Nevertheless, it’s been much harder to let go of what it stands for and what it reminds me of. It is my reminder that I will constantly be around people who do not understand or have any idea what it is like to be disabled. I will constantly be around people who do not know how to behave around those who are different than them.  This does not end in middle school. In fact, it only continues and gets worse.

I can vividly recall three instances in my adult life when someone blatantly made a comment about my disability without second-guessing. I can vividly recall how I felt in each of those moments. I can vividly recall how angry and hurt I felt. I can vividly recall wanting to explain myself or say something but not knowing how.

Today, one of those instances occurred.

And it hurt.

It hurt deeply.

It did not hurt because I was ashamed of my disability. It hurt because it was evident this person viewed me as something other than “normal” or capable because of it.

I am still trying to process it all now. Even if I don’t have all my thoughts together, it’s worth discussing.

Truthfully, I find my heart breaking not only for myself but also the people who have ever made a comment or glanced at me awkwardly because of my disability. I find my heart breaking for these people because they are missing out on so much.

They are missing out on getting to know me on a heart level. They are missing out on the beauty of Jesus’ grace. I can let go of hurtful comments because I know who I am in Christ. I can let go of snide remarks because I embrace my disability.

But, it is extremely hard for me to know there are people who have such a skewed view of people and this world. It is extremely hard for me not to spend hours wondering who or what may have led these people to believe it is acceptable to see others only for their impairments and nothing more.

So, I am in a bit of a tough place right now. These comments don’t happen often, or at least to my knowledge, but the sting gets worse each time. But, not for me. No, it gets worse for the people who fail to see me beyond my disability.

If you’ve ever had a comment made to you because of your disability, just know you are not alone. Also, know that those comments do not define you, nor does your disability. It may be part of your story and God’s plan for your life, but it does not define you.

May we all find the courage to see others for their heart and not their outward appearance or impairments.

Blessings,

Renata

Living with My Husband: Worth the Wait

Lamentations 3-25In the past week, I’ve thought a great deal about how wonderful it is to live with my husband. I recently took a stroll through our apartment. In that stroll, I couldn’t help but thank God for the life He has given me. Yes, it has had its fair share of trials, tribulations, heartbreaks and everything in between. But, they all led me to where I am now.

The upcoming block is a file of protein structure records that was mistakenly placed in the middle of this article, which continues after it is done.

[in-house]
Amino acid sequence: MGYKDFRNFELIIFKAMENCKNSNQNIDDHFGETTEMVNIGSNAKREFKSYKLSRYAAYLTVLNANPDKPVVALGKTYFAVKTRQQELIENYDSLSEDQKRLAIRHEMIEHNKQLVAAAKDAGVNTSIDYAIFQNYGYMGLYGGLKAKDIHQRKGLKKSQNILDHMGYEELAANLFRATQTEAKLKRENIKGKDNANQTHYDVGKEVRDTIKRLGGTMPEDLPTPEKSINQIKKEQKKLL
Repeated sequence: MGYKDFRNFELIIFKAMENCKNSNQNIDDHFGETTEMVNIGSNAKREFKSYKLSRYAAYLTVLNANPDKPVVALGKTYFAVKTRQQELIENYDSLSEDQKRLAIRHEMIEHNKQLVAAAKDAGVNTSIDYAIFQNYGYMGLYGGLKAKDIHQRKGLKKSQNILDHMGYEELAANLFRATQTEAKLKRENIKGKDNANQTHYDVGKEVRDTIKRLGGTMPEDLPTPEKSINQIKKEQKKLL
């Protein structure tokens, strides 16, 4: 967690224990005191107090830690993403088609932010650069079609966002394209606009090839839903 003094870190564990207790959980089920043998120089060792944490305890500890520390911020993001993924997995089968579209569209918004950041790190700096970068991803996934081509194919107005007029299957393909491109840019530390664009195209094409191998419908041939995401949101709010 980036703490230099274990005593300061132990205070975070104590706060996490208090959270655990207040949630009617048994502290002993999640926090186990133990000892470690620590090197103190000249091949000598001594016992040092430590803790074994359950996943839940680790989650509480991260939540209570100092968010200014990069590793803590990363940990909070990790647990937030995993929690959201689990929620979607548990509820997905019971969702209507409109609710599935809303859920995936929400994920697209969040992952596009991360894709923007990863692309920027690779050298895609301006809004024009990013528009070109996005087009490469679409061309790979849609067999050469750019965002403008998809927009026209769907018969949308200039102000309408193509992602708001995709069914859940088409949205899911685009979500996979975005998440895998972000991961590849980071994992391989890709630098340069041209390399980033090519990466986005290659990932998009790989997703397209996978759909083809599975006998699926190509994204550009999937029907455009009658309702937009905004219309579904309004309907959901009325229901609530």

Now, I am married to a sweet man, whom I deeply love and cherish, whom I also live with, which still blows my mind to this day. Don’t get me wrong, I lived with others before, especially coming from a big family and simply having junior college roommates.

But, I had never lived with a guy until I married my husband. I mean, I began my wedding day living on my own and ended it living with my husband. As a Christian believer, I chose to not live with my husband until we were married. I realize not everyone will agree with our decision, but it is what God called us to.

In a way, I relate to Monica on Friends when she realizes she’s living with a boy. She freaks out a little, no matter how prepared she may think she is. I freaked out a little just because it was new for me, not because I didn’t want it to happen. I knew it was part of God’s plan for my life once I married my husband. For that, I was grateful.

Needless to say, it took quite the adjustment to live with him. When I say with him, I mainly mean it took quite the adjustment to get used to living with someone of the opposite gender. Plus, there was the added notion of sharing nearly everything with him. It was much different than any other living situation I previously encountered, where there are still boundaries.

Yes, we have had to get used to our fair share of quirks and habits. For instance, my hair sheds everywhere. Or, he has to place his keys in the same spot when coming home from work each day. Or, I prefer to take showers first on the weekdays, but not on the weekends.

We’ve also had to find a balance between house chores and errands, especially since we only have one car. Regardless of our vehicle count, though, we had to find a balance because we are a team. We are united as one in holy matrimony.

Not only have we had to find a balance between chores and whatnot, but it took quite a bit to find a “me time” routine. You know, a routine set apart for both of us to spend time by ourselves to relax and unwind. As introverts, we need that time to ourselves to recharge.